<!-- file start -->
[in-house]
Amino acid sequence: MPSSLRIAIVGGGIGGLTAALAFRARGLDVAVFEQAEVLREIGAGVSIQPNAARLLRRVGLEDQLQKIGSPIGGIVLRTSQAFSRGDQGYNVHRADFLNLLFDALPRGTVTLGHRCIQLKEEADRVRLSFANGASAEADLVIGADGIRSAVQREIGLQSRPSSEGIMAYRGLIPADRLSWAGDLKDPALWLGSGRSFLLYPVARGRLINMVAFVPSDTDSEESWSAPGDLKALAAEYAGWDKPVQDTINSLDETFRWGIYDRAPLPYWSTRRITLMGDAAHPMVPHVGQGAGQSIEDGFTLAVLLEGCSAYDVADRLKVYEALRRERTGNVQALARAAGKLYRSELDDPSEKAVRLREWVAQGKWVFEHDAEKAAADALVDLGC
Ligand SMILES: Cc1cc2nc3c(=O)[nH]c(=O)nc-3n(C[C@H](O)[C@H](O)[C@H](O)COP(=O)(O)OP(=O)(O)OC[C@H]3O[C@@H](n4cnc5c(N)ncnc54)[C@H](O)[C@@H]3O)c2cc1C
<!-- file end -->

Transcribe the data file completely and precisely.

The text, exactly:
[in-house]
Amino acid sequence: MPSSLRIAIVGGGIGGLTAALAFRARGLDVAVFEQAEVLREIGAGVSIQPNAARLLRRVGLEDQLQKIGSPIGGIVLRTSQAFSRGDQGYNVHRADFLNLLFDALPRGTVTLGHRCIQLKEEADRVRLSFANGASAEADLVIGADGIRSAVQREIGLQSRPSSEGIMAYRGLIPADRLSWAGDLKDPALWLGSGRSFLLYPVARGRLINMVAFVPSDTDSEESWSAPGDLKALAAEYAGWDKPVQDTINSLDETFRWGIYDRAPLPYWSTRRITLMGDAAHPMVPHVGQGAGQSIEDGFTLAVLLEGCSAYDVADRLKVYEALRRERTGNVQALARAAGKLYRSELDDPSEKAVRLREWVAQGKWVFEHDAEKAAADALVDLGC
Ligand SMILES: Cc1cc2nc3c(=O)[nH]c(=O)nc-3n(C[C@H](O)[C@H](O)[C@H](O)COP(=O)(O)OP(=O)(O)OC[C@H]3O[C@@H](n4cnc5c(N)ncnc54)[C@H](O)[C@@H]3O)c2cc1C